May 22, 2009 — If Crucians were really gamblers, setting the odds on which of the many casinos proposed for the island will become reality would be the hottest game in town.
The odds for Seven Hills Beach Resort and Casino development planned for Robin Bay increased greatly Thursday when it received unanimous approval from the Coastal Zone Management board for a permit.
David Kagan, project manager, speaking on behalf of the developers, called it the next to the last step in the developer getting its casino license.
Robert M. Mitchell, a managing member, appeared to want to put the odds completely at rest. When asked what the chances were for a groundbreaking this fall, he said, Absolutely, it is going to happen.
However, real oddsmakers would have to take into account some downsides. After all, this project, the brainchild of Curtis Robinson, management partner, has been on the drawing board for 10 years.
Not everyone at the decision hearing at the Port Authority's conference room in the Henry H. Rohlsen Airport, was completely gung ho on the project. It was noted that only one of the 16 questions asked by the board concerned the environment.
The top issue, if one goes by the questions asked by board members, was jobs. Kagan said there would be more than 300 jobs created during construction and when the facility was open it could employee more than 1,500 people.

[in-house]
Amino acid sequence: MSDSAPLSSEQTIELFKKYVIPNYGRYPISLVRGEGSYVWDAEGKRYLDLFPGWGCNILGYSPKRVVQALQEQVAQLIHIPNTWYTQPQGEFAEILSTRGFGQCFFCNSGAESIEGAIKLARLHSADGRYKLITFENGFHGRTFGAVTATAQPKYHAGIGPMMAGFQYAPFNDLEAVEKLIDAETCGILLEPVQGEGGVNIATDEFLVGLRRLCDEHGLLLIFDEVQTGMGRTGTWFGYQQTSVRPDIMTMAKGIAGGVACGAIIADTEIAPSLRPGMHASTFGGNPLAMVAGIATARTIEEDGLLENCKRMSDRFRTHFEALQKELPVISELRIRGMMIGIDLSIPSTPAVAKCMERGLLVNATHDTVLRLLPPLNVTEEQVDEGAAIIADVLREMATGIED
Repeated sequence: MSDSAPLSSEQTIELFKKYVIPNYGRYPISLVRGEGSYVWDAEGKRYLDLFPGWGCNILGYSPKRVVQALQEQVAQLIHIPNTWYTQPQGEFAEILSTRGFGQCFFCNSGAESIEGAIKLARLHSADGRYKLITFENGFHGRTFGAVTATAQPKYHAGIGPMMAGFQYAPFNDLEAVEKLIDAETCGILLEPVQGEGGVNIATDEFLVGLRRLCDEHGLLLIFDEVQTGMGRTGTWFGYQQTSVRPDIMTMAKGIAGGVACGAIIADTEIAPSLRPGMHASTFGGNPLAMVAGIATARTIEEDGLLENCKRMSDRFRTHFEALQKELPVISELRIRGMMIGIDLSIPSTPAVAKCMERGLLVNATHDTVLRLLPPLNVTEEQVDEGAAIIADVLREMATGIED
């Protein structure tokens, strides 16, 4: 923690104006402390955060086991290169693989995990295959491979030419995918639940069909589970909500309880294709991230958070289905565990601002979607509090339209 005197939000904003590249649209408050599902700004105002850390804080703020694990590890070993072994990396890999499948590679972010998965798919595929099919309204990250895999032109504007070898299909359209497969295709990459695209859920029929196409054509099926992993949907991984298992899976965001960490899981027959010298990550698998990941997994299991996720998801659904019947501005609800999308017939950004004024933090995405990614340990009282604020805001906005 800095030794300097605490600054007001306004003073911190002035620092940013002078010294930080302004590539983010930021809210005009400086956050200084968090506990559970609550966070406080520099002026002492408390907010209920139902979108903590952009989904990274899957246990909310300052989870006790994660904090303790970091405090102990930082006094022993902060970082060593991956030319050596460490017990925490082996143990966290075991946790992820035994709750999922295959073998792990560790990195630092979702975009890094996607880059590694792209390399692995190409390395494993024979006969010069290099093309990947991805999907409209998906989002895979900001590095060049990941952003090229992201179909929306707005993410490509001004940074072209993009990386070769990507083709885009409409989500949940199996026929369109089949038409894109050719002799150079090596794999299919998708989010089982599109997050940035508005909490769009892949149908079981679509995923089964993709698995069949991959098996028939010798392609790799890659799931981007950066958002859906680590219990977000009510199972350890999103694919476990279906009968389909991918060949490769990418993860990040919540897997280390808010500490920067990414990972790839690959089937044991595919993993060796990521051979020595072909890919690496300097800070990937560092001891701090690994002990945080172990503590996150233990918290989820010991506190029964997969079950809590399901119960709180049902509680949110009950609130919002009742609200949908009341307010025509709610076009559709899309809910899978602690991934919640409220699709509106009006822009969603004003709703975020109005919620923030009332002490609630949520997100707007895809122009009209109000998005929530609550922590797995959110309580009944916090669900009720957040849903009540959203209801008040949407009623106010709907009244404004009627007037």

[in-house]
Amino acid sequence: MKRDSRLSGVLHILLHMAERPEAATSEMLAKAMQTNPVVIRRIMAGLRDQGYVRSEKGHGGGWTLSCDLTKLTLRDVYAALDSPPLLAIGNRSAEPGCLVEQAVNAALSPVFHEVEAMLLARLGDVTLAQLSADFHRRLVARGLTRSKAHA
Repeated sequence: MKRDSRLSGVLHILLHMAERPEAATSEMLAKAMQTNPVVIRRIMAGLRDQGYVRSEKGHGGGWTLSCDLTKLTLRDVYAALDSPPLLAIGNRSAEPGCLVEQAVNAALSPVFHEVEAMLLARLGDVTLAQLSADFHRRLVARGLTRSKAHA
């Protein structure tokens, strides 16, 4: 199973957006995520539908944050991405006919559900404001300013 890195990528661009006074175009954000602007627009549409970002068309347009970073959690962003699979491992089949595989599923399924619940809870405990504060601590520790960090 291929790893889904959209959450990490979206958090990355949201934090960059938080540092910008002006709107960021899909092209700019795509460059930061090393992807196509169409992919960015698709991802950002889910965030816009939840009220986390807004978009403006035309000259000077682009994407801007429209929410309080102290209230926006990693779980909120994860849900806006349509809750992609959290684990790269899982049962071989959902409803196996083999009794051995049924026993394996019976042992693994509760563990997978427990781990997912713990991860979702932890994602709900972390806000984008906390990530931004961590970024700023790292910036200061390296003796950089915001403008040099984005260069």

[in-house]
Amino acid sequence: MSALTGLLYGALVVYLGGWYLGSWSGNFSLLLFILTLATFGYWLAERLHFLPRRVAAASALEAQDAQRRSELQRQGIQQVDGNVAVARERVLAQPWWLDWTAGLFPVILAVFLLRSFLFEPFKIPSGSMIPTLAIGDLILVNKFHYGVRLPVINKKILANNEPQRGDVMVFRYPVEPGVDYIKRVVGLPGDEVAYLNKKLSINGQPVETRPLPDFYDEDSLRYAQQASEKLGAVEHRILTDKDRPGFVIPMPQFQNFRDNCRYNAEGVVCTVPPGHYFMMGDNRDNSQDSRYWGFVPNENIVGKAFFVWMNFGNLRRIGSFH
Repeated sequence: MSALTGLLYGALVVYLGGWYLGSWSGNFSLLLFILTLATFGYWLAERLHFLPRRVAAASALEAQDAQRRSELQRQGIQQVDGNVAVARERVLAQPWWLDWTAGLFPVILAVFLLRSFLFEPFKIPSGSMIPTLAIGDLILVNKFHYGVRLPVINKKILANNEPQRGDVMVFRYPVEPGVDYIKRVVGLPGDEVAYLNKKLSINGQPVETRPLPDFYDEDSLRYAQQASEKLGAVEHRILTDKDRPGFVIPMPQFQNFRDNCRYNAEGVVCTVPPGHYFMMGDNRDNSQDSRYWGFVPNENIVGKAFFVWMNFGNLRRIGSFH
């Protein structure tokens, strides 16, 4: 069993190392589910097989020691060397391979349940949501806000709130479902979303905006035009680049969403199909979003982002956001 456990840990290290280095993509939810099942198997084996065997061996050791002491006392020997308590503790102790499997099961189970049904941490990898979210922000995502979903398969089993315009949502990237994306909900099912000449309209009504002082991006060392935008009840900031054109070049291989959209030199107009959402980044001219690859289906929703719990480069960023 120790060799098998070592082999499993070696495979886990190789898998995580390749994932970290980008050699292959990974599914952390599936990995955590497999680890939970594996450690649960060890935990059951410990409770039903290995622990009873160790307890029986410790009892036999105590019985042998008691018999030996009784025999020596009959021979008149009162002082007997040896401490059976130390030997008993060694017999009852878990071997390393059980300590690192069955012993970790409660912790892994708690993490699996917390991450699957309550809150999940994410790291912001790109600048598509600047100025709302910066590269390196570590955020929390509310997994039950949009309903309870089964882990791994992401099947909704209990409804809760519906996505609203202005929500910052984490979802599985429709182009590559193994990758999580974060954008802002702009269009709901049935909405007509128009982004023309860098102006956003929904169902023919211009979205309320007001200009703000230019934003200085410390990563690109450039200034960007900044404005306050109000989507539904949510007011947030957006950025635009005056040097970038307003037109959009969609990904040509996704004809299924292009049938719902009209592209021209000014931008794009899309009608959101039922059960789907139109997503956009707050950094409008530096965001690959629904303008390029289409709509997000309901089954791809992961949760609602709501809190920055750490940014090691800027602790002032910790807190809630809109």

All along I wanted to put people to work, Robinson said. I'm elated by the outcome.
The plans call for four phases of development over a 10- to 12-year span, depending on market conditions and demand. Phase one includes two hotels with 422 rooms, a 30,000-square-foot casino, meeting and banquet rooms, retail shops, spa space, an 18-hole golf course, 56 timeshare condos and utility infrastructure. Later, if all goes well, the plans call for more hotel rooms, condos and cottages along the golf course.
With Golden Gaming's casino and resort project planned for just west of the Robin Bay project, near Great Pond, and Divi Carina Bay Resort just four miles east of these developments, the south shore could become a mecca for gamblers.
And, if the William and Punch development proposed on the island's west end was also built, gamblers would have their Medina.
In the developers' presentation, they said they would follow the guidelines for allowing the proposed bike path to go through the property, and they could abide by all the 18 conditions set forth by the CZM staff.
They also said they would be preserving ruins in the midst of the property and using that as a tourist attraction
CZM board members attending were Neil Simon, Masserae Webster, Charles Peters and Robert Merwin, all voting yes on the permit.
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